CHARLES NORMAN, PROLIFIC POET.
Charles Norman, a poet and the author of biographies of E.E. Cummings, Ezra Pound and other literary figures, died Tuesday at Newport Hospital in Newport, R.I. He was 92 and lived in Newport.
Norman was born in Russia and in 1910 was brought by his parents, whose surname was Bloom, to the United States.
He attended New York University from 1921 to 1924, and in 1922 sailed to South America as a seaman on a freighter, an experience that furnished the material for his first volumes of verse, ``The Far Harbor: a Sea Narrative'' (1924) and ``Tragic Beaches: a Book of Narrative Poems About the Sea'' (1925).
In the late 1920s, he turned to journalism. He wrote for The Paris Times and was an assistant night editor for the North American Newspaper Alliance. He later worked for the Associated Press, United Press International, Time and P.M. He also continued to write poetry. Alfred A. Knopf published ``Poems'' in 1929, and ``The Bright World and Other Poems'' appeared the next year.
After serving in the infantry in World War II, Norman returned to his job at P.M. and published two volumes of war poetry, ``The Savage Century'' (1942) and ``A Soldier's Diary'' (1944). He also wrote his first biography, ``The Muses' Darling'' (1946), a life of Christopher Marlowe.
From 1947 to 1950, he taught Shakespeare at New York University, an interest reflected in his second book, ``So Worthy a Friend: William Shakespeare'' (1947). Many literary biographies followed, including ``Mr. Oddity: Samuel Johnson, LL.D.'' (1951) and ``Rake Rochester'' (1954). He was best known for ``The Magic-Maker: E.E. Cummings'' (1958) and ``Ezra Pound'' (1960).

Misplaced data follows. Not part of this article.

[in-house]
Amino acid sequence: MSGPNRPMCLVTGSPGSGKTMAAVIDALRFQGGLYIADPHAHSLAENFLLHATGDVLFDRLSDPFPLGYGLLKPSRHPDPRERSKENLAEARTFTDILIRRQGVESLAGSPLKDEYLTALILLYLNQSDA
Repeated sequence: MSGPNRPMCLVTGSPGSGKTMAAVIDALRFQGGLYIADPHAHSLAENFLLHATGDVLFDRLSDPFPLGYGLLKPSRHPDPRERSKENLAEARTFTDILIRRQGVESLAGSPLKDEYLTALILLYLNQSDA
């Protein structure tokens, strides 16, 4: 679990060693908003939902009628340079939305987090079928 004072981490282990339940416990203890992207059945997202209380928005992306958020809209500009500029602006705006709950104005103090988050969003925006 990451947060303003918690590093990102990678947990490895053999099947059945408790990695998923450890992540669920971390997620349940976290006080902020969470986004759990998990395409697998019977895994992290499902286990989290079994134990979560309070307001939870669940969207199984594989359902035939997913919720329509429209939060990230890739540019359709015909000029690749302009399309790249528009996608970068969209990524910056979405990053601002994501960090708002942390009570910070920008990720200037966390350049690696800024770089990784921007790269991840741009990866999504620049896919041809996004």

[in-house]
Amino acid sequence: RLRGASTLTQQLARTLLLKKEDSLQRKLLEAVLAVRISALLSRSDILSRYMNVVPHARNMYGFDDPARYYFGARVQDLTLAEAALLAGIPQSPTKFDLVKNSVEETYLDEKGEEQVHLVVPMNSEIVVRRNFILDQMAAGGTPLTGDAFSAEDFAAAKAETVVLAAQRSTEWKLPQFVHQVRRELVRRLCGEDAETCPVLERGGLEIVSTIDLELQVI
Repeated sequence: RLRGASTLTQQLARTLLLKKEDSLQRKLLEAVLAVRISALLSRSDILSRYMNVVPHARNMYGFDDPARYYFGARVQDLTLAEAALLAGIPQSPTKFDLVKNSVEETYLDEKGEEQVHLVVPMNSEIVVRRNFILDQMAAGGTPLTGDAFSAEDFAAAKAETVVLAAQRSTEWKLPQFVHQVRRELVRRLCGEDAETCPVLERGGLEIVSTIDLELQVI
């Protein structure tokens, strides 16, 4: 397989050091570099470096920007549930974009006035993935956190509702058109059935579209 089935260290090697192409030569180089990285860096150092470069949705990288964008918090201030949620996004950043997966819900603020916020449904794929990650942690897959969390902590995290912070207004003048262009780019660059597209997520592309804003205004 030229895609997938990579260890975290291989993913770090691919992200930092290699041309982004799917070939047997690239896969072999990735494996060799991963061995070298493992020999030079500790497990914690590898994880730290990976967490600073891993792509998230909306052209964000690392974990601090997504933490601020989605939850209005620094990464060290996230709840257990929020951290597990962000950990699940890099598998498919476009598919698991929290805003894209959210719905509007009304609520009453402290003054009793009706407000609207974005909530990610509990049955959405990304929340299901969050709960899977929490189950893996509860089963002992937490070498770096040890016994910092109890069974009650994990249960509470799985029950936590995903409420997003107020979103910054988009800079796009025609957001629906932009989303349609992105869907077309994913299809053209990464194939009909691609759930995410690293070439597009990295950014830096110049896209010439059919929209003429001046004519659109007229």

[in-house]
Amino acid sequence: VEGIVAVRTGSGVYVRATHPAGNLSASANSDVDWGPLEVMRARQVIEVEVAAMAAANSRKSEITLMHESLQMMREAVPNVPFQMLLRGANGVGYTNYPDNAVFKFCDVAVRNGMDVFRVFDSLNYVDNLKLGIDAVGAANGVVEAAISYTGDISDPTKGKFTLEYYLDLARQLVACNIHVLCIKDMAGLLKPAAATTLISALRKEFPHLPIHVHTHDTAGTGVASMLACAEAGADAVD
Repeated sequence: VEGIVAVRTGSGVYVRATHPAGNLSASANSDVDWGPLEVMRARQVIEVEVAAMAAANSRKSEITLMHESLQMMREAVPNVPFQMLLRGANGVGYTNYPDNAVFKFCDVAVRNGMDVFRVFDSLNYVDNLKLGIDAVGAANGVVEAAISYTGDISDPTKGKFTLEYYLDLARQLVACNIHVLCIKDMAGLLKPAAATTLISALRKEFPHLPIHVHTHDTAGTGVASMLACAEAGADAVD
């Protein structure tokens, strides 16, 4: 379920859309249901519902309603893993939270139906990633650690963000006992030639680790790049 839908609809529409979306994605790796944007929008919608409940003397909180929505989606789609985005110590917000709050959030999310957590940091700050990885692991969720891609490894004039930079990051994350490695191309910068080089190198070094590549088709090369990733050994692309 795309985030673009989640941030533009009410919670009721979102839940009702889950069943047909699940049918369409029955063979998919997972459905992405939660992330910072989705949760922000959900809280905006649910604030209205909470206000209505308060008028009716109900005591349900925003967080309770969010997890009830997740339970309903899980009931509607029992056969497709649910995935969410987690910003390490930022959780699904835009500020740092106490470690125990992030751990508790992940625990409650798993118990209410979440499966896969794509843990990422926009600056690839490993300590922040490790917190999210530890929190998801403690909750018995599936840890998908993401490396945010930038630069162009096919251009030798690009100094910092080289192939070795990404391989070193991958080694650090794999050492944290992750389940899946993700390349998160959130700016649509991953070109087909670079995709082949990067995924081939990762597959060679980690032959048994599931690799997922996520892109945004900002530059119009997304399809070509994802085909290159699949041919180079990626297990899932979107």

Norman also wrote many works for young readers, notably a series of books about a quirky family called the Jonquils. ``Mr. Upstairs and Mr. Downstairs'' (1950) was the first in the series, followed by ``The Crumb That Walked'' (1951) and ``Hunch, Munch and Crunch'' (1952). He also wrote several biographies for young readers.
Norman's other poetry collections included ``Selected Poems'' (1963), ``The Portents of the Air and Other Poems'' (1973) and ``The Hornbeam Tree and Other Poems'' (1988).
His verse trilogy, ``A Fall of Brightness,'' won the first Drama Award of the National Arts Club in 1964. He exhibited his paintings at the Julien Levy Gallery in New York in 1940.
He is survived by his daughter, Anne Rose Morton, of Wilmington, N.C., and a grandson.
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|Publication:||Daily News (Los Angeles, CA)|
|Date:||Sep 15, 1996|
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